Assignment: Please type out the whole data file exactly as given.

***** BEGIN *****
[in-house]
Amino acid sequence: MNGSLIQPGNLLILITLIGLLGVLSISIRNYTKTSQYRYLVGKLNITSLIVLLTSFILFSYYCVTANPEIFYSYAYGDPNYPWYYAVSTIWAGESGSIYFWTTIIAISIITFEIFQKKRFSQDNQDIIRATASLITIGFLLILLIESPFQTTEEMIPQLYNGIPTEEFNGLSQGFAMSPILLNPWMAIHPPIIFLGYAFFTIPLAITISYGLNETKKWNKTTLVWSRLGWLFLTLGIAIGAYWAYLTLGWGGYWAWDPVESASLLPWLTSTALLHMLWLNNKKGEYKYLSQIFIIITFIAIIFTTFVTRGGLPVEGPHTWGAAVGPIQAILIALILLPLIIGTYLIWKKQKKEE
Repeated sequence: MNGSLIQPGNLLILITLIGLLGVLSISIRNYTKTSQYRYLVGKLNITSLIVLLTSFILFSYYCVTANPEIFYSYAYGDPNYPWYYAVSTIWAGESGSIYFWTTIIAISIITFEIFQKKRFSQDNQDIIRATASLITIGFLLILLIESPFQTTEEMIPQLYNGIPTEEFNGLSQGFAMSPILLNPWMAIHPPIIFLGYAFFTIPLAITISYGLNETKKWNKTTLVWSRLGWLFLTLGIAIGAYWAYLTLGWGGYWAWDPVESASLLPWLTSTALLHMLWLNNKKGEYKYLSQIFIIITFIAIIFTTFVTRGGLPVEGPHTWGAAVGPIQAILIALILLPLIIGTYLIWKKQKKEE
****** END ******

[in-house]
Amino acid sequence: MNGSLIQPGNLLILITLIGLLGVLSISIRNYTKTSQYRYLVGKLNITSLIVLLTSFILFSYYCVTANPEIFYSYAYGDPNYPWYYAVSTIWAGESGSIYFWTTIIAISIITFEIFQKKRFSQDNQDIIRATASLITIGFLLILLIESPFQTTEEMIPQLYNGIPTEEFNGLSQGFAMSPILLNPWMAIHPPIIFLGYAFFTIPLAITISYGLNETKKWNKTTLVWSRLGWLFLTLGIAIGAYWAYLTLGWGGYWAWDPVESASLLPWLTSTALLHMLWLNNKKGEYKYLSQIFIIITFIAIIFTTFVTRGGLPVEGPHTWGAAVGPIQAILIALILLPLIIGTYLIWKKQKKEE
Repeated sequence: MNGSLIQPGNLLILITLIGLLGVLSISIRNYTKTSQYRYLVGKLNITSLIVLLTSFILFSYYCVTANPEIFYSYAYGDPNYPWYYAVSTIWAGESGSIYFWTTIIAISIITFEIFQKKRFSQDNQDIIRATASLITIGFLLILLIESPFQTTEEMIPQLYNGIPTEEFNGLSQGFAMSPILLNPWMAIHPPIIFLGYAFFTIPLAITISYGLNETKKWNKTTLVWSRLGWLFLTLGIAIGAYWAYLTLGWGGYWAWDPVESASLLPWLTSTALLHMLWLNNKKGEYKYLSQIFIIITFIAIIFTTFVTRGGLPVEGPHTWGAAVGPIQAILIALILLPLIIGTYLIWKKQKKEE